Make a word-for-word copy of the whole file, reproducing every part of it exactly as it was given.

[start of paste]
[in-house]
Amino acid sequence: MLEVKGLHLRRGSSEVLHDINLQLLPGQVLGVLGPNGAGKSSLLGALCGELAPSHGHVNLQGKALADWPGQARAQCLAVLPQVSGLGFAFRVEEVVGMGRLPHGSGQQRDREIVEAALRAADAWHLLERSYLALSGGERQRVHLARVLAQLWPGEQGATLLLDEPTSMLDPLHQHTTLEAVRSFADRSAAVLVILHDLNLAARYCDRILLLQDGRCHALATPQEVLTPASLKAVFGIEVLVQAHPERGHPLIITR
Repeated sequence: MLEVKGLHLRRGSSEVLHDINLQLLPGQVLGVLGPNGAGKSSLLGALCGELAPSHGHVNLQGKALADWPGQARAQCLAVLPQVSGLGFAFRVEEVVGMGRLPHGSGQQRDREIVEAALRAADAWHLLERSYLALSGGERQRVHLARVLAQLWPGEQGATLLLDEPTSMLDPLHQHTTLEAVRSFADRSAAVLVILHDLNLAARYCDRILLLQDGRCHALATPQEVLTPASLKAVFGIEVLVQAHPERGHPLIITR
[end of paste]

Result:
[in-house]
Amino acid sequence: MLEVKGLHLRRGSSEVLHDINLQLLPGQVLGVLGPNGAGKSSLLGALCGELAPSHGHVNLQGKALADWPGQARAQCLAVLPQVSGLGFAFRVEEVVGMGRLPHGSGQQRDREIVEAALRAADAWHLLERSYLALSGGERQRVHLARVLAQLWPGEQGATLLLDEPTSMLDPLHQHTTLEAVRSFADRSAAVLVILHDLNLAARYCDRILLLQDGRCHALATPQEVLTPASLKAVFGIEVLVQAHPERGHPLIITR
Repeated sequence: MLEVKGLHLRRGSSEVLHDINLQLLPGQVLGVLGPNGAGKSSLLGALCGELAPSHGHVNLQGKALADWPGQARAQCLAVLPQVSGLGFAFRVEEVVGMGRLPHGSGQQRDREIVEAALRAADAWHLLERSYLALSGGERQRVHLARVLAQLWPGEQGATLLLDEPTSMLDPLHQHTTLEAVRSFADRSAAVLVILHDLNLAARYCDRILLLQDGRCHALATPQEVLTPASLKAVFGIEVLVQAHPERGHPLIITR